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Article
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Sex work

Rights, not rescue: why sex workers call for decriminalisation

The woman standing at the door asks me if I’ve booked an appointment and hands me a surgical mask in replacement of my own cotton one. I check in at reception, tell them I’m here for my certificate. I wait for my call conspicuously on Swanston St, mask in place and a sticker stamped onto my chest that says I’ve been asked the appropriate Covid questions.

The public perception and stigma that informs mandatory STI and HIV testing for sex workers in Victoria is in stark contrast to the statistics. Epidemiological research shows that sex workers living in so-called Australia have the lowest rates of STIs and HIV out of any subpopulation. We have achieved the virtual elimination of HIV in our communities and our rates of STIs are among the lowest in the world. Studies conducted at registered brothels across the country show the rate of prophylactic use sits at over 99 per cent, regardless of whether testing is mandatory in any state or territory.

Despite the evidence, the myth that sex workers are vectors of disease who pose a risk to public health continues to inform legislation where, in states like Victoria and Queensland, we are forced to engage in mandatory testing—a practice not only expensive and against the advice of UNAIDS, but evidentially ineffective and unnecessary. (The stigma associated with sex workers being vectors of disease is written into our very language. Most romance languages for the word prostitute—in Spanish, puta; in Italian, puttana; in French putain—evoke the Latin putida, which means ‘stinking or rotting’, and gives us English words like putrid.)

Mandatory testing is a perfect example of the way Australian sex industry legislation is driven by stigma and personal ideology over evidence-based, best-practice models that prioritise sex worker safety and human rights. Not only are these laws outdated, failing to provide protections as new forms of sex work become popular—Victoria’s Sex Work Act was created only two years after the internet was born—but their effects are completely divorced from their purported aims.

There are currently two main regulatory models being implemented around the world: criminalisation and licensing. The ‘Swedish’ model, a form of criminalisation, has been implemented across eight countries since its introduction in Sweden in 1999. Decriminalisation, the model advocated for by sex worker-led organisations— In Australia: Scarlet Alliance, the national peak sex worker body; Respect Inc, from Queensland; Vixen Collective, from Victoria; SIN, in Adelaide; SWOP, in the NT, NSW, and the ACT; SWEAR and Magenta out of WA, and the Tasmanian Sex Worker Project to name a few—, as well as UNAIDS, Human Rights Watch, World Health Organisation, Global Alliance against Trafficking in Women, and Amnesty International, has been implemented fully or partially only three times worldwide: twice in so-called Australia, with full decriminalisation implemented in the Northern Territory in 2020 and partial decriminalisation in New South Wales in 1995; and across Aotearoa/New Zealand, which partially decriminalised in 2003.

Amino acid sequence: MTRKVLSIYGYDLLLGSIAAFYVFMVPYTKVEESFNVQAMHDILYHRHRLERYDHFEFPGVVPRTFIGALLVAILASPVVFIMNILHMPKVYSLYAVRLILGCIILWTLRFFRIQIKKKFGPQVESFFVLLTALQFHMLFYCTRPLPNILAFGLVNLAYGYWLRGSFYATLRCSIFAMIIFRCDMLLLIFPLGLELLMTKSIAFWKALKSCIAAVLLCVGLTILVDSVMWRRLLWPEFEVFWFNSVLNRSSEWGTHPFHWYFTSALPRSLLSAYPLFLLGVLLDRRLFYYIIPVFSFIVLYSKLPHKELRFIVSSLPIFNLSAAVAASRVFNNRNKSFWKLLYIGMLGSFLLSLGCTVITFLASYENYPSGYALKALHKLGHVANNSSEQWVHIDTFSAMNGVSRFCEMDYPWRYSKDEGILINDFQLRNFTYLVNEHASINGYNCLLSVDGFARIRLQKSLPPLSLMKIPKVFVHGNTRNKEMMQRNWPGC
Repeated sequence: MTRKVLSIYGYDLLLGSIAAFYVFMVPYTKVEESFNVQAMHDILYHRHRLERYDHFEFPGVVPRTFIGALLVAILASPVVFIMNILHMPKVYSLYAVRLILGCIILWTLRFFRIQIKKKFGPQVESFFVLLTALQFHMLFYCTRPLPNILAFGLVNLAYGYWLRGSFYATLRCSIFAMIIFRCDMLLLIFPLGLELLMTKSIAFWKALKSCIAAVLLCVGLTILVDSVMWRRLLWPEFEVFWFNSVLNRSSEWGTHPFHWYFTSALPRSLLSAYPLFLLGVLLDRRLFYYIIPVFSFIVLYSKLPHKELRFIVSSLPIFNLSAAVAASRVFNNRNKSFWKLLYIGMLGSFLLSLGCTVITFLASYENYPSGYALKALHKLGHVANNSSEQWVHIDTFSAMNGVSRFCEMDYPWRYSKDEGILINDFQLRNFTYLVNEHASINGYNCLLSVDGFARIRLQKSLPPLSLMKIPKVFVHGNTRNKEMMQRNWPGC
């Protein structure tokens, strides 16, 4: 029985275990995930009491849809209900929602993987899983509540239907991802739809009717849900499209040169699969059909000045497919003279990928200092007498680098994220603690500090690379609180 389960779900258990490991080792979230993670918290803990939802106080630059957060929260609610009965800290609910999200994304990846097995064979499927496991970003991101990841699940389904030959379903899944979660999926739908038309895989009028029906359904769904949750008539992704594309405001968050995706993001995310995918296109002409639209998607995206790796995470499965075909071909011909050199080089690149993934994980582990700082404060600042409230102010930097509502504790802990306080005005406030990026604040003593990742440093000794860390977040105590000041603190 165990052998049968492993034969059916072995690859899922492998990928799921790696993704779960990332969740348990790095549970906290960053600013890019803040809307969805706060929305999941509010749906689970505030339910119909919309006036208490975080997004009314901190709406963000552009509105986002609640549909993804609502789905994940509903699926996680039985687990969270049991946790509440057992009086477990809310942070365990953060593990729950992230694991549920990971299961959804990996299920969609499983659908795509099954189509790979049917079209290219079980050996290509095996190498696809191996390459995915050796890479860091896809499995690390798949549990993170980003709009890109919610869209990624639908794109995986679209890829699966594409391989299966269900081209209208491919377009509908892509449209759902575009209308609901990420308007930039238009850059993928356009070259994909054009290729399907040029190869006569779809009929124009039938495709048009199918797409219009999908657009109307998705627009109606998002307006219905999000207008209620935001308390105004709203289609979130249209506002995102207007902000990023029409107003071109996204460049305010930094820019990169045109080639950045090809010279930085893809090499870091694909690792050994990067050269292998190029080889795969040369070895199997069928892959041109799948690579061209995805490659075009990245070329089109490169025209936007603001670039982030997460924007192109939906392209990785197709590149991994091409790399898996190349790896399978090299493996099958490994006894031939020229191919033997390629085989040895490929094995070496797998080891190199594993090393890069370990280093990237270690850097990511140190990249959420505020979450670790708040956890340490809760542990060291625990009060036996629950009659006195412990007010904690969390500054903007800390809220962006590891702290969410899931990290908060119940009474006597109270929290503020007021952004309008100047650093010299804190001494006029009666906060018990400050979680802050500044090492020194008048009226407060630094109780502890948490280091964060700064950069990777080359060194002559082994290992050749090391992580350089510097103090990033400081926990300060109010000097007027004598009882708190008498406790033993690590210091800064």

Across Australia, the laws surrounding sex work change from state to territory—sex workers are criminalised, regulated through licensing, and fully or partially decriminalised depending on our location. The aims of these laws—and the central voices leading the laws—also vary. In South Australia, where sex work is criminalised, the Summary Offences (1954) and Criminal Law Consolidation (1935-1976) acts aim to eradicate the sex industry altogether. This criminalisation is driven by the idea held by some radical feminists that says all sex work is violence against women.

Most supporters of criminalisation cite protecting women and exposing exploitation as the basis for their support of this model. In their eyes, decriminalisation—or even licensing—condones this violence. But their lack of consultation with sex workers in their support for this model speaks to the disconnect between the objectives of criminalisation and its material effects.